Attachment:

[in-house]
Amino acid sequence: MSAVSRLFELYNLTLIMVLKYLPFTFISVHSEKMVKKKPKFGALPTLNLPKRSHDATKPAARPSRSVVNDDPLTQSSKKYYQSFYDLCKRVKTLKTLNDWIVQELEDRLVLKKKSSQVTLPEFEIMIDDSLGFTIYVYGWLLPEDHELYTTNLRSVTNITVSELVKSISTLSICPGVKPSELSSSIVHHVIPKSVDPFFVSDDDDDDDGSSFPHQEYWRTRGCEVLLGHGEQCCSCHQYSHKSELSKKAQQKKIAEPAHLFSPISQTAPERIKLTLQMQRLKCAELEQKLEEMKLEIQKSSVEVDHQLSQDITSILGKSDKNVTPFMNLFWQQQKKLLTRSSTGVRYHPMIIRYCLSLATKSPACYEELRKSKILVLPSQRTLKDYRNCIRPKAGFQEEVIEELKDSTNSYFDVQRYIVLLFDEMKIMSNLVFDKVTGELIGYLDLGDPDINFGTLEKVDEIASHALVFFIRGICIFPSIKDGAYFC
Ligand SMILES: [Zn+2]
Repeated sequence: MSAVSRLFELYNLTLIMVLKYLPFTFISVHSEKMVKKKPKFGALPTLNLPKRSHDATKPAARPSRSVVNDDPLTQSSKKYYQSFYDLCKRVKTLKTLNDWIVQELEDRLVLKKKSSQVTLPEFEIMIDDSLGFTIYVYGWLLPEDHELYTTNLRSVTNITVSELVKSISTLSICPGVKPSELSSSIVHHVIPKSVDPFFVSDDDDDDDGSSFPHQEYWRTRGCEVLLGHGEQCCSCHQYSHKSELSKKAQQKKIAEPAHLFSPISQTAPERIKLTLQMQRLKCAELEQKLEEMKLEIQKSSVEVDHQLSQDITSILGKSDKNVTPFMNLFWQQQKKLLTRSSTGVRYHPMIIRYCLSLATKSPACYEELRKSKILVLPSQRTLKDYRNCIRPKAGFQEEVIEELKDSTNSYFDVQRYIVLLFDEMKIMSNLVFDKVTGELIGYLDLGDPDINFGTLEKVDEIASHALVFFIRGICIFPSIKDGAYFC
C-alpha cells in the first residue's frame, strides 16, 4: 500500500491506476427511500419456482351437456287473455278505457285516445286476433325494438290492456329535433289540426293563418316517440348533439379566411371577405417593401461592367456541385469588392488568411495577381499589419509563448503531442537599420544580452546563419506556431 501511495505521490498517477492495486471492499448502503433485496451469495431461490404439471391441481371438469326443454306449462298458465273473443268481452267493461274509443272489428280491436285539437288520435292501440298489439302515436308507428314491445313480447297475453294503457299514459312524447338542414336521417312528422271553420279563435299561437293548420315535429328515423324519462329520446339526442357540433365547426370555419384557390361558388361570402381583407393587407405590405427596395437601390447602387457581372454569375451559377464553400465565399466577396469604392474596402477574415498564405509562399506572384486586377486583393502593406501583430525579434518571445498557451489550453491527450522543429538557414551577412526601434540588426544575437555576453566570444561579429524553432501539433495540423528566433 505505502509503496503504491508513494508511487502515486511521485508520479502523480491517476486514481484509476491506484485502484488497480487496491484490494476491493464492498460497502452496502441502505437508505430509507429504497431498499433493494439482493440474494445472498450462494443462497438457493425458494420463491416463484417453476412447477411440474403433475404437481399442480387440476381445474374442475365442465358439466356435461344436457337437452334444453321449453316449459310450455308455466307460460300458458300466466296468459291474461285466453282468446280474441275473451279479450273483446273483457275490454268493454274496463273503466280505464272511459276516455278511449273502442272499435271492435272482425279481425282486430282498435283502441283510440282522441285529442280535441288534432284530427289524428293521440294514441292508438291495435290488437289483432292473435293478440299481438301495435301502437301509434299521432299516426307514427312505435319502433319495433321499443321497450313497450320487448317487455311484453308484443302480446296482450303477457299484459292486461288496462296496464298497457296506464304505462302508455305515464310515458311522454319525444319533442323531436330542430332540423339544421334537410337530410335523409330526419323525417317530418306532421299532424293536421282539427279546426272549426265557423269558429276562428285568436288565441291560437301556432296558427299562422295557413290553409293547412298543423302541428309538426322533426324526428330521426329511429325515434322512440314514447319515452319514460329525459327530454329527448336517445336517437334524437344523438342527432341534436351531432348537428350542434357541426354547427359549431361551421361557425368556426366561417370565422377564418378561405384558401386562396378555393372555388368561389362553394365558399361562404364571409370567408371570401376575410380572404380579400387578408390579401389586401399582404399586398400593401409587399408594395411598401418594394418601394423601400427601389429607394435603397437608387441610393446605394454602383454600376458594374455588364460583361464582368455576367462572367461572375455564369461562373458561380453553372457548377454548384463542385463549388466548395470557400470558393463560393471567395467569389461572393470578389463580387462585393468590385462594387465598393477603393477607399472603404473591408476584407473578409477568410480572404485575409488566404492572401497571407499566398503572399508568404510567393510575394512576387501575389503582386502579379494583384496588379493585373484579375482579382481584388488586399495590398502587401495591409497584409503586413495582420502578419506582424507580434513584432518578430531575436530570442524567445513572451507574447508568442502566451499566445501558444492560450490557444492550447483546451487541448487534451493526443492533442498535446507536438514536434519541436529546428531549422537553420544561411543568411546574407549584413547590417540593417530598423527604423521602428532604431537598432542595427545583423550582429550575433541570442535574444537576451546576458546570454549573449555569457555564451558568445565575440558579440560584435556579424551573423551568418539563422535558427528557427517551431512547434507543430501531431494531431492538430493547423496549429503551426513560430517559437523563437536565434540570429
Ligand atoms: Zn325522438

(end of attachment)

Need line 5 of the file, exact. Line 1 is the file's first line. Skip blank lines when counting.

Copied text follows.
C-alpha cells in the first residue's frame, strides 16, 4: 500500500491506476427511500419456482351437456287473455278505457285516445286476433325494438290492456329535433289540426293563418316517440348533439379566411371577405417593401461592367456541385469588392488568411495577381499589419509563448503531442537599420544580452546563419506556431 501511495505521490498517477492495486471492499448502503433485496451469495431461490404439471391441481371438469326443454306449462298458465273473443268481452267493461274509443272489428280491436285539437288520435292501440298489439302515436308507428314491445313480447297475453294503457299514459312524447338542414336521417312528422271553420279563435299561437293548420315535429328515423324519462329520446339526442357540433365547426370555419384557390361558388361570402381583407393587407405590405427596395437601390447602387457581372454569375451559377464553400465565399466577396469604392474596402477574415498564405509562399506572384486586377486583393502593406501583430525579434518571445498557451489550453491527450522543429538557414551577412526601434540588426544575437555576453566570444561579429524553432501539433495540423528566433 505505502509503496503504491508513494508511487502515486511521485508520479502523480491517476486514481484509476491506484485502484488497480487496491484490494476491493464492498460497502452496502441502505437508505430509507429504497431498499433493494439482493440474494445472498450462494443462497438457493425458494420463491416463484417453476412447477411440474403433475404437481399442480387440476381445474374442475365442465358439466356435461344436457337437452334444453321449453316449459310450455308455466307460460300458458300466466296468459291474461285466453282468446280474441275473451279479450273483446273483457275490454268493454274496463273503466280505464272511459276516455278511449273502442272499435271492435272482425279481425282486430282498435283502441283510440282522441285529442280535441288534432284530427289524428293521440294514441292508438291495435290488437289483432292473435293478440299481438301495435301502437301509434299521432299516426307514427312505435319502433319495433321499443321497450313497450320487448317487455311484453308484443302480446296482450303477457299484459292486461288496462296496464298497457296506464304505462302508455305515464310515458311522454319525444319533442323531436330542430332540423339544421334537410337530410335523409330526419323525417317530418306532421299532424293536421282539427279546426272549426265557423269558429276562428285568436288565441291560437301556432296558427299562422295557413290553409293547412298543423302541428309538426322533426324526428330521426329511429325515434322512440314514447319515452319514460329525459327530454329527448336517445336517437334524437344523438342527432341534436351531432348537428350542434357541426354547427359549431361551421361557425368556426366561417370565422377564418378561405384558401386562396378555393372555388368561389362553394365558399361562404364571409370567408371570401376575410380572404380579400387578408390579401389586401399582404399586398400593401409587399408594395411598401418594394418601394423601400427601389429607394435603397437608387441610393446605394454602383454600376458594374455588364460583361464582368455576367462572367461572375455564369461562373458561380453553372457548377454548384463542385463549388466548395470557400470558393463560393471567395467569389461572393470578389463580387462585393468590385462594387465598393477603393477607399472603404473591408476584407473578409477568410480572404485575409488566404492572401497571407499566398503572399508568404510567393510575394512576387501575389503582386502579379494583384496588379493585373484579375482579382481584388488586399495590398502587401495591409497584409503586413495582420502578419506582424507580434513584432518578430531575436530570442524567445513572451507574447508568442502566451499566445501558444492560450490557444492550447483546451487541448487534451493526443492533442498535446507536438514536434519541436529546428531549422537553420544561411543568411546574407549584413547590417540593417530598423527604423521602428532604431537598432542595427545583423550582429550575433541570442535574444537576451546576458546570454549573449555569457555564451558568445565575440558579440560584435556579424551573423551568418539563422535558427528557427517551431512547434507543430501531431494531431492538430493547423496549429503551426513560430517559437523563437536565434540570429